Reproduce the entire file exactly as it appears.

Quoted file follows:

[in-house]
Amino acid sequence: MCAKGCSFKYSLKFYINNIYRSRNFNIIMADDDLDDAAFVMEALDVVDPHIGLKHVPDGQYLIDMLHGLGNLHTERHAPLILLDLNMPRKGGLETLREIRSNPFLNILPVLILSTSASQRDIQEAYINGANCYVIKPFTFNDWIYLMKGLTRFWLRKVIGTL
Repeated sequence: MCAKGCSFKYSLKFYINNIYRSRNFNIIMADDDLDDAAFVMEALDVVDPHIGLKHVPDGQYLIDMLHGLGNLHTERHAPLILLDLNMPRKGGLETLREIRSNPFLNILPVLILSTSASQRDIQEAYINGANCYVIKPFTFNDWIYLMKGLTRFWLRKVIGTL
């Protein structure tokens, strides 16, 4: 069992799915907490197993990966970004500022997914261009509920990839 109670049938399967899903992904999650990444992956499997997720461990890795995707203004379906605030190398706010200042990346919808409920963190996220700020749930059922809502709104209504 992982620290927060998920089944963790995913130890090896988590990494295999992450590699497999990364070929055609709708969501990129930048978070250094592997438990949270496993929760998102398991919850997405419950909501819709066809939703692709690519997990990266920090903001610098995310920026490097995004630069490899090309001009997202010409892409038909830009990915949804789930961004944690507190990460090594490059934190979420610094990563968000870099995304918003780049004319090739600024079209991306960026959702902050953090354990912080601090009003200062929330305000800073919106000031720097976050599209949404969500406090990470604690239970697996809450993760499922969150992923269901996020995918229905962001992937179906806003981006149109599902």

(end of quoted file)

[in-house]
Amino acid sequence: MCAKGCSFKYSLKFYINNIYRSRNFNIIMADDDLDDAAFVMEALDVVDPHIGLKHVPDGQYLIDMLHGLGNLHTERHAPLILLDLNMPRKGGLETLREIRSNPFLNILPVLILSTSASQRDIQEAYINGANCYVIKPFTFNDWIYLMKGLTRFWLRKVIGTL
Repeated sequence: MCAKGCSFKYSLKFYINNIYRSRNFNIIMADDDLDDAAFVMEALDVVDPHIGLKHVPDGQYLIDMLHGLGNLHTERHAPLILLDLNMPRKGGLETLREIRSNPFLNILPVLILSTSASQRDIQEAYINGANCYVIKPFTFNDWIYLMKGLTRFWLRKVIGTL
């Protein structure tokens, strides 16, 4: 069992799915907490197993990966970004500022997914261009509920990839 109670049938399967899903992904999650990444992956499997997720461990890795995707203004379906605030190398706010200042990346919808409920963190996220700020749930059922809502709104209504 992982620290927060998920089944963790995913130890090896988590990494295999992450590699497999990364070929055609709708969501990129930048978070250094592997438990949270496993929760998102398991919850997405419950909501819709066809939703692709690519997990990266920090903001610098995310920026490097995004630069490899090309001009997202010409892409038909830009990915949804789930961004944690507190990460090594490059934190979420610094990563968000870099995304918003780049004319090739600024079209991306960026959702902050953090354990912080601090009003200062929330305000800073919106000031720097976050599209949404969500406090990470604690239970697996809450993760499922969150992923269901996020995918229905962001992937179906806003981006149109599902």